Hollywood Shuffle – USA / 1987 / Director: Robert Townsend
An actor limited to stereotypical roles because of his ethnicity dreams of making it big as a highly respected performer. As he makes his rounds, the film takes a satiric look at African American actors in Hollywood. Through comedy this film was able to shine a much needed light on the lack of substantial roles for black actors and the misrepresentation of people of color in film and television and was a resounding independent success, grossing more than $5 million in the first 10 months of release. (Print source: UNCSA Moving Image Archives)
Daughters of the Dust – USA / 1991 / Director: Julie Dash
Set in 1902, this film takes a languid look at the Gullah culture of the sea islands off the coast of South Carolina and Georgia. African folkways were maintained well into the 20th Century in this isolated region, and it was one of the last bastions of these mores in America. As the first feature film by an African- American woman distributed by Hollywood theatrically in the United States, this film opened to great critical acclaim, played at the Sundance and Toronto film festivals, and in 2004 was added to the National Film Registry. (Print source: UCLA Archive)
Boyz n the Hood – USA / 1991 / Director: John Singleton
The film debut for both Ice Cube and Morris Chestnut, this life-in-the-hood drama highlights a group of interrelated subjects as they struggle to either accept or deny the fate of their South Central Los Angeles upbringing. Also starring Cuba Gooding, Jr., Laurence Fishburne, Nia Long and Angela Bassett. Nominated for an Academy Award® for both Best Director and Best Original Screenplay.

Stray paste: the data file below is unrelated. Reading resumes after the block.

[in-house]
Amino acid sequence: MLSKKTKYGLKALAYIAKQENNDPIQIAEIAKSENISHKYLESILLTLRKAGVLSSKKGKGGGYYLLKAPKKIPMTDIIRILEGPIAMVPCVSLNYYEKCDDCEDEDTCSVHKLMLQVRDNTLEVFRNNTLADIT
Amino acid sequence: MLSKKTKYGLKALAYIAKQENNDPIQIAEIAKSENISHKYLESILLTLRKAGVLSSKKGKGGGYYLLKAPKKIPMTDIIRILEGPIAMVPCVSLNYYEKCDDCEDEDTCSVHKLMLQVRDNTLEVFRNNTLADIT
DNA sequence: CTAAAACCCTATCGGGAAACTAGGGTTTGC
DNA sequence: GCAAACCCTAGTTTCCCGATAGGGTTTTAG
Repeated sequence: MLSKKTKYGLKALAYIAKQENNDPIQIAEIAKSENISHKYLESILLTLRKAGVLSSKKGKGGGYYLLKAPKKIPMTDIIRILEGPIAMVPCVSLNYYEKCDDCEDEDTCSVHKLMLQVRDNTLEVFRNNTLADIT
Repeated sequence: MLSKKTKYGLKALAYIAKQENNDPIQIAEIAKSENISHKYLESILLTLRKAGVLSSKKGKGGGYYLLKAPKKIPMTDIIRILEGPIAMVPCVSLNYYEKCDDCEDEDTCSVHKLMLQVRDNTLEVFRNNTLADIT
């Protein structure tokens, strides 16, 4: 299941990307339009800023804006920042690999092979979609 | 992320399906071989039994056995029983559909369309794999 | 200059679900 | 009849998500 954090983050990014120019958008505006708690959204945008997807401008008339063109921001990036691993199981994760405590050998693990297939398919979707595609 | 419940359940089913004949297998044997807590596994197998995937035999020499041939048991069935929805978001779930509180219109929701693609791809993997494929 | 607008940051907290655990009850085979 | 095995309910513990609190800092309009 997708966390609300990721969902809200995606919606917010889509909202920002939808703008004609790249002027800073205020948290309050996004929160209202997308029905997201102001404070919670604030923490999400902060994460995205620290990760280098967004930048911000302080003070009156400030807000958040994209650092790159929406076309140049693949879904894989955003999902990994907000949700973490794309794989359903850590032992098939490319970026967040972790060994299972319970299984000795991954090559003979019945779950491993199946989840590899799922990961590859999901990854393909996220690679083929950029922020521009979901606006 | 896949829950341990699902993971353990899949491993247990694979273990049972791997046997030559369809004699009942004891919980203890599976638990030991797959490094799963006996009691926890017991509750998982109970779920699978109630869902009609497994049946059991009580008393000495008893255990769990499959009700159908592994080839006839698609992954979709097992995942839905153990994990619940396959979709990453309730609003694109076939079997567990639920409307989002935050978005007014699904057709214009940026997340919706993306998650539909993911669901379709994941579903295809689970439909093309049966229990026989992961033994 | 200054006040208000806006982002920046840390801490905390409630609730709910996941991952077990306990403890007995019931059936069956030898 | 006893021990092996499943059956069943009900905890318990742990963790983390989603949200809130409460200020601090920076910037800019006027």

TICKETS AND INFO: RiverRun’s popular Ticket Samplers, which include 10 film vouchers for the price of nine, are now on sale at the Stevens Center Box Office. RiverRun members may also purchase advance tickets on March
18, 2015, prior to public sales. For more information about the many benefits of becoming a RiverRun member, visit www.riverrunfilm.com/donate. General tickets go on sale March 19, 2015, at the Stevens Center Box Office, via www.riverrunfilm.com or over the phone at (336)‐721-1945.
SPONSORS: The sponsors of the 2015 RiverRun International Film Festival help sustain the organization's mission to foster a greater appreciation of cinema and a deeper understanding of the many people, cultures and perspectives of our world through regular interaction with great films and filmmakers. Festival sponsors
include: Title Sponsors – The Arts Council of Winston-Salem and Forsyth County, Reynolds American, and The University of North Carolina School of the Arts; Presenting Sponsors – City of Winston-Salem, the Millennium Fund and Winston-Salem Journal; Marquee Sponsors – Elephant in the Room, Hanesbrands Inc., John W. and Anna H. Hanes Foundation, Salem Smiles Orthodontics, Wake Forest University and Wells Fargo; Premiere Sponsors –High Point Bank, JDL Castle Corporation, Kilpatrick Townsend & Stockton LLP, Visit Winston-Salem, and the News & Record.
The 17th RiverRun International Film Festival will be held April 16-26, 2015 in downtown Winston-Salem. RiverRun is a non-profit cultural organization dedicated to the role of cinema as a conduit of powerful ideas and diverse viewpoints. Founded in 1998, RiverRun is a competitive event that annually showcases new films from both established and emerging filmmakers around the world. Each spring, RiverRun screens new narrative, documentary, short, student and animated films, offering both audience and jury prizes in competition categories. For more information visit www.riverrunfilm.com or call 336-724-1502."
- A Press Release